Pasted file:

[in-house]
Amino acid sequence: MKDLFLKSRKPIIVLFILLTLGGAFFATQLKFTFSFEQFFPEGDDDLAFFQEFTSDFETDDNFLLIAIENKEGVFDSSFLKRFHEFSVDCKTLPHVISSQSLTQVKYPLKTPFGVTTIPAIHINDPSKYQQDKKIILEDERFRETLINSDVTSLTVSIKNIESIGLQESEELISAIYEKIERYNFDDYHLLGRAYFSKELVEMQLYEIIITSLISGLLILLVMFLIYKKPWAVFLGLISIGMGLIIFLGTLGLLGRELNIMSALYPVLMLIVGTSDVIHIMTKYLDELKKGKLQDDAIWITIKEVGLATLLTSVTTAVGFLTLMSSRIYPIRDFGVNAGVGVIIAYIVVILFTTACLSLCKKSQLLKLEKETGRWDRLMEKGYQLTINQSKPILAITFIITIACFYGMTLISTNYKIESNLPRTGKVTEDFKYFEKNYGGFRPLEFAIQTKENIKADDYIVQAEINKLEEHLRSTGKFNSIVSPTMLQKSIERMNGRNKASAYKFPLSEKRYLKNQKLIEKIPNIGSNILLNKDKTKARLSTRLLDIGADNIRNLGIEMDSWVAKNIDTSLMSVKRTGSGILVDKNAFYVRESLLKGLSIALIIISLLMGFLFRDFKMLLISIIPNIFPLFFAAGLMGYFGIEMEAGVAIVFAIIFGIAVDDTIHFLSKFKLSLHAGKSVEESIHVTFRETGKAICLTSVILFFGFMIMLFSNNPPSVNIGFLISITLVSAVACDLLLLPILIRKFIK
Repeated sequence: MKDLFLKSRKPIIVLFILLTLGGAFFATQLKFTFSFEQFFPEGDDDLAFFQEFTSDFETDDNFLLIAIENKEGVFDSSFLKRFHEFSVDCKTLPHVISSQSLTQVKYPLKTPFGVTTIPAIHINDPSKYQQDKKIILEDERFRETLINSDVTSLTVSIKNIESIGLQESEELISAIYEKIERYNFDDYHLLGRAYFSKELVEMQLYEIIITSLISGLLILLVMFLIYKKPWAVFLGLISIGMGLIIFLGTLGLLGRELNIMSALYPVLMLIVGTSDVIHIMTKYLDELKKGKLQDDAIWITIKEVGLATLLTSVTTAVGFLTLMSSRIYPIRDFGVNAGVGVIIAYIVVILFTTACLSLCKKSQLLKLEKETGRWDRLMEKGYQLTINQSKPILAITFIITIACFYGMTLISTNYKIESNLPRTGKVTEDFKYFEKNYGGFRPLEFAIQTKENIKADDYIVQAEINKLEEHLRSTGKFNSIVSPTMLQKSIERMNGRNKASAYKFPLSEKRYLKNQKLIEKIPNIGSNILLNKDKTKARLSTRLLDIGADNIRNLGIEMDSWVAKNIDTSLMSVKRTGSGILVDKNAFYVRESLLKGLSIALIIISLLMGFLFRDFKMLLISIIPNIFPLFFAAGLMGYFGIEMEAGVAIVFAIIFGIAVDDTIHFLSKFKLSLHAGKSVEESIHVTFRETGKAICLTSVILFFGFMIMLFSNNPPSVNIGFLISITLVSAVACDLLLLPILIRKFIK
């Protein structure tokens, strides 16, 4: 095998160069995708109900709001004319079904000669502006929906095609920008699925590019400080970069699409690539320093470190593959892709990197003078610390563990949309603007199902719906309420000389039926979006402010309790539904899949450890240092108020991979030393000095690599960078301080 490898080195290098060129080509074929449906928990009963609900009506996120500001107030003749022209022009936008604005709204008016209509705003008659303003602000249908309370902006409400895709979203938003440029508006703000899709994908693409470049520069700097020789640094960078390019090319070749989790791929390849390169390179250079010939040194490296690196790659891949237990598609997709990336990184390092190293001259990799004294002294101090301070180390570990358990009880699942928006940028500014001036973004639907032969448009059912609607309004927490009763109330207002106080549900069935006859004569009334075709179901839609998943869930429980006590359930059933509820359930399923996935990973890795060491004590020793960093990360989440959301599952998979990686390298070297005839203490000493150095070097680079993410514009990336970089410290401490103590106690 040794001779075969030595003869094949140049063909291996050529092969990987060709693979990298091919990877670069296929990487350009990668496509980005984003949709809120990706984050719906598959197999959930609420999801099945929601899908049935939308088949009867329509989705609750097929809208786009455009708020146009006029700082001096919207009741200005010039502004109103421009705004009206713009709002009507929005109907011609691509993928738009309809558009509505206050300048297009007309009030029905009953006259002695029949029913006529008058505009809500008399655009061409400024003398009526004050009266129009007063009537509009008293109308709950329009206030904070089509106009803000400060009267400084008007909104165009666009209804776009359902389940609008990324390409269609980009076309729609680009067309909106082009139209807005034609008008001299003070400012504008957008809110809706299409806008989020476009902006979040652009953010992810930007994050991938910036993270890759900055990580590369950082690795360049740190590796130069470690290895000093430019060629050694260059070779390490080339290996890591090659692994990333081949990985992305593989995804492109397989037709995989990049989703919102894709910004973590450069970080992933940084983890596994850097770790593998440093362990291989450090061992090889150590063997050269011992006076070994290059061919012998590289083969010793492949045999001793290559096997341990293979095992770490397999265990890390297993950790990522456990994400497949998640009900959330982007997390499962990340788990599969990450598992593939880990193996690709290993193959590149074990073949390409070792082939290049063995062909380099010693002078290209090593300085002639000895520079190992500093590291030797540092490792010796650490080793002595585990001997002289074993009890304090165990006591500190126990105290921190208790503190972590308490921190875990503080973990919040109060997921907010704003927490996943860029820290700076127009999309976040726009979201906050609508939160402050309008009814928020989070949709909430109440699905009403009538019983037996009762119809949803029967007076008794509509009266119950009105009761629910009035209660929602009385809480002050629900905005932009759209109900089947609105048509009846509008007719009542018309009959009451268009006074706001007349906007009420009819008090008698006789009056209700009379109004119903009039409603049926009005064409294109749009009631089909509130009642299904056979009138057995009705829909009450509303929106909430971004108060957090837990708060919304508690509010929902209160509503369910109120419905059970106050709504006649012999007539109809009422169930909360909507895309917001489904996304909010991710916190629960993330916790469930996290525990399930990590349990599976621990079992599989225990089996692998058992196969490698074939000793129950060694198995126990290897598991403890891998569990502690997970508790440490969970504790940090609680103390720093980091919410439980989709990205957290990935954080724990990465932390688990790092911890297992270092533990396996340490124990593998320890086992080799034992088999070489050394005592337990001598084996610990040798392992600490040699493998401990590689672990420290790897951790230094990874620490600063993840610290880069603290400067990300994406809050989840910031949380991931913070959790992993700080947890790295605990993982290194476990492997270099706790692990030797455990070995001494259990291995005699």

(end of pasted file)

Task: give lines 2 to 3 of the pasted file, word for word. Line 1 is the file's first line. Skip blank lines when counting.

Amino acid sequence: MKDLFLKSRKPIIVLFILLTLGGAFFATQLKFTFSFEQFFPEGDDDLAFFQEFTSDFETDDNFLLIAIENKEGVFDSSFLKRFHEFSVDCKTLPHVISSQSLTQVKYPLKTPFGVTTIPAIHINDPSKYQQDKKIILEDERFRETLINSDVTSLTVSIKNIESIGLQESEELISAIYEKIERYNFDDYHLLGRAYFSKELVEMQLYEIIITSLISGLLILLVMFLIYKKPWAVFLGLISIGMGLIIFLGTLGLLGRELNIMSALYPVLMLIVGTSDVIHIMTKYLDELKKGKLQDDAIWITIKEVGLATLLTSVTTAVGFLTLMSSRIYPIRDFGVNAGVGVIIAYIVVILFTTACLSLCKKSQLLKLEKETGRWDRLMEKGYQLTINQSKPILAITFIITIACFYGMTLISTNYKIESNLPRTGKVTEDFKYFEKNYGGFRPLEFAIQTKENIKADDYIVQAEINKLEEHLRSTGKFNSIVSPTMLQKSIERMNGRNKASAYKFPLSEKRYLKNQKLIEKIPNIGSNILLNKDKTKARLSTRLLDIGADNIRNLGIEMDSWVAKNIDTSLMSVKRTGSGILVDKNAFYVRESLLKGLSIALIIISLLMGFLFRDFKMLLISIIPNIFPLFFAAGLMGYFGIEMEAGVAIVFAIIFGIAVDDTIHFLSKFKLSLHAGKSVEESIHVTFRETGKAICLTSVILFFGFMIMLFSNNPPSVNIGFLISITLVSAVACDLLLLPILIRKFIK
Repeated sequence: MKDLFLKSRKPIIVLFILLTLGGAFFATQLKFTFSFEQFFPEGDDDLAFFQEFTSDFETDDNFLLIAIENKEGVFDSSFLKRFHEFSVDCKTLPHVISSQSLTQVKYPLKTPFGVTTIPAIHINDPSKYQQDKKIILEDERFRETLINSDVTSLTVSIKNIESIGLQESEELISAIYEKIERYNFDDYHLLGRAYFSKELVEMQLYEIIITSLISGLLILLVMFLIYKKPWAVFLGLISIGMGLIIFLGTLGLLGRELNIMSALYPVLMLIVGTSDVIHIMTKYLDELKKGKLQDDAIWITIKEVGLATLLTSVTTAVGFLTLMSSRIYPIRDFGVNAGVGVIIAYIVVILFTTACLSLCKKSQLLKLEKETGRWDRLMEKGYQLTINQSKPILAITFIITIACFYGMTLISTNYKIESNLPRTGKVTEDFKYFEKNYGGFRPLEFAIQTKENIKADDYIVQAEINKLEEHLRSTGKFNSIVSPTMLQKSIERMNGRNKASAYKFPLSEKRYLKNQKLIEKIPNIGSNILLNKDKTKARLSTRLLDIGADNIRNLGIEMDSWVAKNIDTSLMSVKRTGSGILVDKNAFYVRESLLKGLSIALIIISLLMGFLFRDFKMLLISIIPNIFPLFFAAGLMGYFGIEMEAGVAIVFAIIFGIAVDDTIHFLSKFKLSLHAGKSVEESIHVTFRETGKAICLTSVILFFGFMIMLFSNNPPSVNIGFLISITLVSAVACDLLLLPILIRKFIK